Buy some good quality hot dogs from the deli counter or pork chops or make homemade cod cakes and serve them with your homemade Boston Bake Beans. I will allow you to buy the brown bread, but hell, if you want to make some Boston Brown Bread go for it (traditional Boston Brown Bread is a dense, somewhat sweet bread made with raisins and molasses, and steamed rather than baked. It’s usually cylindrical, from being steamed in a can) Personally, Brown Bread seems like it would be interesting to make, perhaps this week I’ll try it. Anyway, if you have any leftover beans serve them with eggs in the morning just like the old Boston Yankees do or did? Does anyone know if they still exist those Cabots’ and Lowells’ and did they really eat bake beans in this land of the Bean and the Cod?
I found the below recipe on line. This is the one I use. To this, if you wish, add a tablespoon of Worcestershire sauce and a half cup of Ketchup.
- 1 pound dry navy beans
- 6 cups water
- pinch of baking soda
- 1 bay leaf
- 6 strips bacon, cut in 1/2-inch pieces (traditionally salt pork is used, and if desired 4 ounces can be substituted for the bacon)
- 1 yellow onion, diced
- 1/3 cup molasses
- 1/4 cup packed dark brown sugar
- 1 teaspoon dry mustard
- 1 1/2 teaspoon salt, or to taste
- 1/2 teaspoon freshly ground black pepper
Soak the beans in the 6 cups of water overnight in a large bowl
In the morning, drain and place in a pan with fresh water. Add a tablespoon of baking soda and bay leaf, and bring to a boil. Reduce the heat to medium and simmer for 10 minutes. Skim off the top of foam. Drain the beans. They are not going to be fully cooked. Just boil 10 minutes.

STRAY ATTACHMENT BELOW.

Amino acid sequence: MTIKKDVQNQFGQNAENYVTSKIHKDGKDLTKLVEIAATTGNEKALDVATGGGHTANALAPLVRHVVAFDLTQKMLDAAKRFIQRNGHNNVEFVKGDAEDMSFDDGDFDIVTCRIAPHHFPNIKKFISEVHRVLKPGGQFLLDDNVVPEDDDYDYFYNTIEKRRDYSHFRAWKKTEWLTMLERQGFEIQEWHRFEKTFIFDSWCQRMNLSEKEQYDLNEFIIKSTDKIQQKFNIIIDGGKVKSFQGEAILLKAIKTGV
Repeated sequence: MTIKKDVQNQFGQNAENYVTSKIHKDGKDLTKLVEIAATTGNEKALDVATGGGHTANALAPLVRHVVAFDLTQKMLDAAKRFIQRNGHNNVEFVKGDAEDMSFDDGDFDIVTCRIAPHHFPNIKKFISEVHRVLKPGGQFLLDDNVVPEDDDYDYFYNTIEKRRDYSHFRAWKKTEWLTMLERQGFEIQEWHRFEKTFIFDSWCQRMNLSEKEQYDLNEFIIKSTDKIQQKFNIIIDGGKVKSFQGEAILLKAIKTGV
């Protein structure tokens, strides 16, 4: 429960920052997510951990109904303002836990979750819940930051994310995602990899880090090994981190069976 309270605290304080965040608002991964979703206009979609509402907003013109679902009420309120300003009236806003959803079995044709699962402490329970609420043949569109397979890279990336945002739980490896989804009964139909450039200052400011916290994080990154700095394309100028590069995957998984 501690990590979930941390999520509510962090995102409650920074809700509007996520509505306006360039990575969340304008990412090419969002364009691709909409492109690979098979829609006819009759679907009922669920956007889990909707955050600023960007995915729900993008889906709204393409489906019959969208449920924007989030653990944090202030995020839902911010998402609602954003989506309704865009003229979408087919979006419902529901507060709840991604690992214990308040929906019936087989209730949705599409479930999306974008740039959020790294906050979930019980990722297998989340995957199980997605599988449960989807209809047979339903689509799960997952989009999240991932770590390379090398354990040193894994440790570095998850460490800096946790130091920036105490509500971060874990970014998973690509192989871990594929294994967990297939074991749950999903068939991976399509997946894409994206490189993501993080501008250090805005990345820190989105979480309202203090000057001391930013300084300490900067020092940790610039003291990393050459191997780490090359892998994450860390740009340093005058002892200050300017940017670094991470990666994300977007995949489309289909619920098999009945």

Preheat oven to 300 degrees F.
Transfer the drained beans into bean pot if you have one, and add the rest of the ingredients. Stir until combined. Add water to just barely cover the beans.
Cover the pot tightly and place in the oven for 1 hour. Uncover and check the liquid level – do not stir the beans. Add some water if the beans are getting too dry. Cover and cook 1 more hour. Uncover and test the beans; they should be getting tender, but if they’re still firm, cover and cook a bit longer, adding a splash of water if they’re getting too dry.
When tender, turn the heat up to 350 degrees F., and continue to cook uncovered for another 30 minutes or so. This last 30 minutes is to give the beans a nice crust on top, as well as reduce the liquid to a thick, syrupy consistency. Remove when ready and serve hot or room temperature.